How to Build Your Own Worm Farm
Various models are available for purchase at worm farming supply companies and garden centers. These come in different shapes, sizes and colors and each have their own benefits. The frugal approach is to build your own.
The first thing to consider is how big of a container you're going to need. To figure this out, you'll need to first measure out approximately how much waste you are going to need to use for feeding. For each pound of waste, you'll need one square foot of space in your bin. Depth should be at least six to twelve inches.
A plastic tote or container works well as do wooden boxes. Metal containers should not be used as irons and chemicals can leach into the soil, harming the worms. Many worm farmers prefer wooden boxes over plastic as wood is more easily aerated. Plastic can cause more moisture to build up than wood, which can be both good and bad.
Once a container of the appropriate size has been chosen, it'll need to be prepared. Holes should be drilled or punched through the top of the container to allow for air flow. There are two ways to address the bottom of the container.
One method is to drill or punch holes into the bottom of the container to allow excess water and other liquids to drain out. Another is to install a spout at the bottom of the container. When liquid begins to fill up in the bottom, the spout is turned on and releases the fluid.
If using a spout, a raised shelf should be added within the container. This shelf should be the same width as the container, but be allowed to sit a few inches above the bottom. This will allow the empty space at the bottom to fill with liquid and prevent it from sitting in the soil and bedding. This raised shelf should be made of slats or have several holes to allow liquids to drain into the bottom of the container.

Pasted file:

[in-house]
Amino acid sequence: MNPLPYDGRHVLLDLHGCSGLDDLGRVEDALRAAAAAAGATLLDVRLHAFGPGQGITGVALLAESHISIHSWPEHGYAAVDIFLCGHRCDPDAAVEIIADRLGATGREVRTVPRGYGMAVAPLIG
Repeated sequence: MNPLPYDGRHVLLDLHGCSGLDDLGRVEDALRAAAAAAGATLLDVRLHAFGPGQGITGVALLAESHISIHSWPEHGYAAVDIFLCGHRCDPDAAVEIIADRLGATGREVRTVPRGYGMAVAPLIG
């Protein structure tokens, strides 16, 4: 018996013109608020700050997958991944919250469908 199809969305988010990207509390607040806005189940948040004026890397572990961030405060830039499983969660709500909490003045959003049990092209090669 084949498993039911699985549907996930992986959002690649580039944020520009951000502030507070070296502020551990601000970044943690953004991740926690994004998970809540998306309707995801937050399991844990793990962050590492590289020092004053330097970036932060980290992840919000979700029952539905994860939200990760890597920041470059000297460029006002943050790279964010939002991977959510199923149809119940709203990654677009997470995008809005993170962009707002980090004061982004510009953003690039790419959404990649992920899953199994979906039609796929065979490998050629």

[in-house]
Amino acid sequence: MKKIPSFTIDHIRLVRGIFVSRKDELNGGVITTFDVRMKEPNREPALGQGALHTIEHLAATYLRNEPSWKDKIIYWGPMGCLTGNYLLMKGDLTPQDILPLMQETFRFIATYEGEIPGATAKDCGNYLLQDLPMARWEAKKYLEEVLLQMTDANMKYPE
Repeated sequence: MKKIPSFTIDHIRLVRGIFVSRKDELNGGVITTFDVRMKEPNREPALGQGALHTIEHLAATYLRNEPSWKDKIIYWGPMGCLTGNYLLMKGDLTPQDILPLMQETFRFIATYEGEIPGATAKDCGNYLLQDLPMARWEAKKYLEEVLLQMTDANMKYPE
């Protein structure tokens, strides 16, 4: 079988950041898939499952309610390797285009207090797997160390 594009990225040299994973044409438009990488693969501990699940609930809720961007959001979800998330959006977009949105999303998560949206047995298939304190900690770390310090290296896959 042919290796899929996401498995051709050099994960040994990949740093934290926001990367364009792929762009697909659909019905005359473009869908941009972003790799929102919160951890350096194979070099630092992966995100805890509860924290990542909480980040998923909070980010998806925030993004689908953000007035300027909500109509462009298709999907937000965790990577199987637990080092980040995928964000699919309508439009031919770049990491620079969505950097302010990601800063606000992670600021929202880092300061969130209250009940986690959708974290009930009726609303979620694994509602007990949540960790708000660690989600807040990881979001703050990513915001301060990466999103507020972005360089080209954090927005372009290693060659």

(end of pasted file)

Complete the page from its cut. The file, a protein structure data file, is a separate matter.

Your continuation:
If a raise shelf is not used, screening should be installed over the holes to allow liquid to run out of the container but prevent worms from squeezing through. Screening should also be attached to the top of the container to prevent escape.
Some thought should be put into what will be used for bedding material. Soaked and shredded newspapers, cardboard and even dampened leaves can be layered in the bin. Regardless of the material used for bedding, a small amount of soil should always be mixed in. If using the raised shelf system, bedding should be layered on top of the shelf.
The container should be put in a location that will ensure optimal conditions. Temperature should remain between 72 and 75 degrees Fahrenheit. The bin should not be placed in an area of the yard that will gain excess rain water, either.
Once the bin has been constructed, bedding has been added and the perfect location has been found, the next step is to add the worms and begin your own worm farm. Worm farming is rewarding whether it is done for a profit or a hobby. Constructing an appropriate home for these guys is your first step towards becoming an authentic worm farmer.
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